1. The prisoner's dilemma does not violate classical probability laws


    (latest update : 2015-10-05 11:27:35)

    I have come across some papers and slides about quantum cognition, including:

    These texts and other ones claim that the prisoner’s dilemma violates the law of total probability.

    Quoting Corr’s paper:

    The literature shows: (1) knowing that one’s partner has defected leads to a higher probability of defection; (2) knowing that one’s partner has cooperated also leads to a higher probability of defection; and, most troubling for Classical Probability theory, (3) not knowing one’s partner’s decision leads to a higher probability of cooperation.

    The slides by Busemeyer & al. provide some empirical data supporting this claim. The above quote has an obvious flaw, as I explain now.

    I want to emphasize this is not an attempt to discredit quantum cognition. This story of violation of the TP law is older than quantum cognition, but this is where I found it. I asked on a stackexchange network about psychology whether this flaw were known, and then what is the purpose of quantum cognition about the prisoner’s dilemma. I got some reactions of persons falling into the flaw. That showed me that it is at least not known by everybody, and this helped me to achieve, I hope, a better explanation, which is the content of this blog post.

    Consider two experiments:

    • The “true” prisoner’s dilemma: each of the prisoners \(A\) and \(B\) has the choice to cooperate or defect, without knowing the other prisoner’s choice.

    • The “faked” prisoner’s dilemma: each of the prisoners \(A\) and \(B\) has the choice to cooperate or defect, but \(B\) is asked first, and \(A\) knows \(B\)’s choice.

    Consider the two probabilities \(\Pr\) and \(\Pr^\ast\) respectively corresponding to these two experiments.

    The above quote claims that the literature shows:

    1. \(\Pr^\ast(A \textrm{ defects} \mid B \textrm{ defects}) > 0.5\)

    2. \(\Pr^\ast(A \textrm{ defects} \mid B \textrm{ coop.}) > 0.5\)

    3. \(\Pr(A \textrm{ defects}) < 0.5\)

    And it claims that this is troubling for Classical Probability theory. This is not troubling. But this is troubling if you assume \(\Pr=\Pr^\ast\). And I believe this is the flaw in the reasoning. Indeed, the TP law shows that \(\Pr(A \textrm{ defects})\) is a weighted average of \(\Pr(A \textrm{ defects} \mid B \textrm{ defects})\) and \(\Pr(A \textrm{ defects} \mid B \textrm{ coop.})\). Assuming \(\Pr=\Pr^\ast\) implies that \(\Pr(A \textrm{ defects})\), which is lower than \(0.5\), would be a weighted average of two numbers higher than \(0.5\), which is impossible.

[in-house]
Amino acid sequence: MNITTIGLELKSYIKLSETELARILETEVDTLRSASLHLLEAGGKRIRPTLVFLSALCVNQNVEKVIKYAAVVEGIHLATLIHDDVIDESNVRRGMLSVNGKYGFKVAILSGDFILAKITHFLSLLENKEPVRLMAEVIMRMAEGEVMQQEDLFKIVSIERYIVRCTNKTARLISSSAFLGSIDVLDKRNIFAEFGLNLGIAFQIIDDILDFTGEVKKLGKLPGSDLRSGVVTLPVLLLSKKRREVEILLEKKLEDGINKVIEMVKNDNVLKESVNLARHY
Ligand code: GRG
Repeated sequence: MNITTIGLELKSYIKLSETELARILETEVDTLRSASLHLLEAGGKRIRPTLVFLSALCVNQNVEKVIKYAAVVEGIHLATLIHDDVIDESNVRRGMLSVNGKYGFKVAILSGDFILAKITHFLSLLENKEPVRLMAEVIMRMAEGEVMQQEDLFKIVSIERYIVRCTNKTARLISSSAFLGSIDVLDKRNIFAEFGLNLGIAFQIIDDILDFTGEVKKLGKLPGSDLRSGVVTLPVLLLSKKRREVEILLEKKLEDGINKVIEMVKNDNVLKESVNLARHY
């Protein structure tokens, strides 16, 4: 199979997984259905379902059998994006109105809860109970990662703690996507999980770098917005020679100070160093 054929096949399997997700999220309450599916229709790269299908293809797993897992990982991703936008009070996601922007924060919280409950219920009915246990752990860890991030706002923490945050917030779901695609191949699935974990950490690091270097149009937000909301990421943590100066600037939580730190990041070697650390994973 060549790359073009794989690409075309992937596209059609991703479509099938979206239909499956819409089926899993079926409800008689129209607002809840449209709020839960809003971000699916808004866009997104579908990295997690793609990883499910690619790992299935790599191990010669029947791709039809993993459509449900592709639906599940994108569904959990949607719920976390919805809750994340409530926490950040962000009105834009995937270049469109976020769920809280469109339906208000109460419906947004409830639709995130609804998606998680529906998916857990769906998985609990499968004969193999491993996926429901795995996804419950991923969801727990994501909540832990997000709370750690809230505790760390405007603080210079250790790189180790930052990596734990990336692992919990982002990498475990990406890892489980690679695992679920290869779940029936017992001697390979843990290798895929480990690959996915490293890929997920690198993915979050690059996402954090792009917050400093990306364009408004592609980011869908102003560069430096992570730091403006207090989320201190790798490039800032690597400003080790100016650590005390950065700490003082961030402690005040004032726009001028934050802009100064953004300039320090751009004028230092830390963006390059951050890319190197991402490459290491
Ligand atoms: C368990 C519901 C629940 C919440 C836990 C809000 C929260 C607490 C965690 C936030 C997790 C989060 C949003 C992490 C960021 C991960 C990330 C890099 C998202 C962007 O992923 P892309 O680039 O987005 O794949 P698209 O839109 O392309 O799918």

Of course the two experiments are totally different, and there is no reason to assume \(\Pr=\Pr^\ast\). The so-called violation of the TP actually shows that \(\Pr\neq\Pr^\ast\).

    I am afraid this misunderstanding of the conditional probability could have an origin in the name which is sometimes used to call it : \(\Pr(A \textrm{ defects} \mid B \textrm{ defects})\) is the probability that \(A \textrm{ defects}\) knowing that \(B \textrm{ defects}\). And it looks like it can be misinterpreted as: the probability that \(A \textrm{ defects}\) when \(A\) knows that \(B \textrm{ defects}\). And \(A\) never knows whether \(B\) defects in the “true” prisoner dilemma.

    I think I am starting to have an idea about the purpose of quantum cognition, for this example of the prisoner’s dilemma. Roughly speaking, it aims to have a mathematical axiomatic system for the “cognitive state” of \(A\), with a rule describing the behavior of this cognitive state when \(A\) learns the choice of \(B\). Quantum probability could provide such an axiomatic, according to psychologists working in that field. It would provide a mathematical model for the state of \(A\) under ignorance of \(B\)’s choice and also how this state would move when \(A\) learns \(B\)’s choice. This is something different than the purpose of modeling the issue of one of the two above experiments, which is achieved by classical probability theory.